Vegetable Gardening From Seeds


The most cost-effective way to grow vegetables is to grow them from seeds. The cost of just one small vegetable transplant can buy a package of seeds that can produce hundreds of plants. Properly stored, many varieties of vegetable seeds will remain viable for as long as 10 years. One package of just one type of vegetable can grow enough of that vegetable for your family's needs for years to come.

Start Some Seeds Indoors

Hot-weather crops like tomatoes, peppers, melons and cucumbers cannot be planted outdoors in the ground until the soil has warmed up. In most areas of the United States this does not give these vegetables enough time to produce a crop before autumn frosts arrive. Starting 8 to 10 weeks before the average date of your last spring frost, sow seeds of these hot-weather-loving vegetables indoors under lights. When transplanted into the garden in late May and early June, they will grow rapidly and begin bearing fruit in 60 to 90 days, depending on the variety.

Grow Appropriate Varieties

Growing vegetables from seeds opens up your choices and you can purchase any variety you choose. Select varieties that are compatible with your location and growing season. For example, choose tomatoes that mature quickly in shorter-season northern gardens. For southern gardens, choose tomato varieties that grow well in hot, humid conditions.

Prepare Seedbed

Thoroughly prepare the garden soil and seedbed prior to sowing. Turn over the soil with a spade or rototiller and rake it smooth. Use a string tied to a stick at each end to mark the row where you will plant the seeds. If possible, thoroughly water the growing bed the day before planting the seeds. Once the seeds are sown, mist the seedbed daily with a hose-end sprayer set to a fine mist until the seeds germinate, then keep them consistently moist until they are established and in active growth.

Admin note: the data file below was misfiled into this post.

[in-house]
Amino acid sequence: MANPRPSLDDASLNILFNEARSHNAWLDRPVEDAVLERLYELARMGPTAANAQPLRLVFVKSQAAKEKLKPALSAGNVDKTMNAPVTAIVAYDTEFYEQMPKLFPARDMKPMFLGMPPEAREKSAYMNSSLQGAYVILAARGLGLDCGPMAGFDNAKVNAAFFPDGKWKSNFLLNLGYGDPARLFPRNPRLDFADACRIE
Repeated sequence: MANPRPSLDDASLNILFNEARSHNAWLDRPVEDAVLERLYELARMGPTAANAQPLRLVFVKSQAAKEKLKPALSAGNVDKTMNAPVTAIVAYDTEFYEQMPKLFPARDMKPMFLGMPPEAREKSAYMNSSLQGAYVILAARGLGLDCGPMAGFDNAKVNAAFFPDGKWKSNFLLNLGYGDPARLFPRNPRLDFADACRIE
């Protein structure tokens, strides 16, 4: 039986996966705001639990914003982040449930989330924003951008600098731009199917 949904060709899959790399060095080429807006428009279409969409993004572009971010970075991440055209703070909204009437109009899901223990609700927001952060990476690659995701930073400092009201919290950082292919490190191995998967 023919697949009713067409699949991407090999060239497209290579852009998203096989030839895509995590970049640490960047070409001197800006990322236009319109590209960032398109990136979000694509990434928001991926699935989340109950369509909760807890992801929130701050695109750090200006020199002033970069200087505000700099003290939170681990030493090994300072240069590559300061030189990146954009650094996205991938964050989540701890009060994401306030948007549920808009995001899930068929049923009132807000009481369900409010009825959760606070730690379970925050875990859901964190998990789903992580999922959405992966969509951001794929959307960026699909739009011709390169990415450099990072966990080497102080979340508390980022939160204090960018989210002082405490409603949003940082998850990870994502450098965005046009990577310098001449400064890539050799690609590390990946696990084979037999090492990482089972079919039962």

Gardening from seeds also means thinning out seedlings. Thin relentlessly, as garden vegetables will not produce well if they are grown too close together. Follow the guidelines on the seed packages for final spacing of the young seedlings after thinning. Do not wait too long after their emergence; crops should be thinned to their final spacing when they are between 2 and 4 inches high.

Weed Control

At the time you thin your seedlings, thoroughly weed the row and the adjacent areas. Vegetable seedlings do not compete well with weed seedlings; the weed seedlings must be removed. Pull weeds by hand that are within two fingers' width of the row of seedlings and cultivate the ground to remove any weeds further away or between the rows. Mulch the soil well between the rows and also between individual plants within the rows. This will reduce the growth of weeds and help keep the soil consistently moist.

Save Seeds

Seeds of many open-pollinated varieties of vegetables can easily be collected and saved for next year's crop. When purchasing garden vegetable seeds, choose varieties labeled "heirloom" or "open pollinated" for seed saving. Seeds of hybrid varieties do not reliably produce plants that are identical to their parents and must be purchased from reliable seed companies. But even hybrid seeds remain viable for many years, so choose both hybrid and open pollinated varieties. Save some seeds and buy others.

Keywords: plant vegetable seeds, grow vegetable seeds, seed vegetable gardening

About this Author

Sharon Sweeny has a college degree in general studies and worked as an administrative and legal assistant for 20 years before becoming a freelance writer in 2008. She specializes in writing about home improvement, self-sufficient lifestyles and gardening.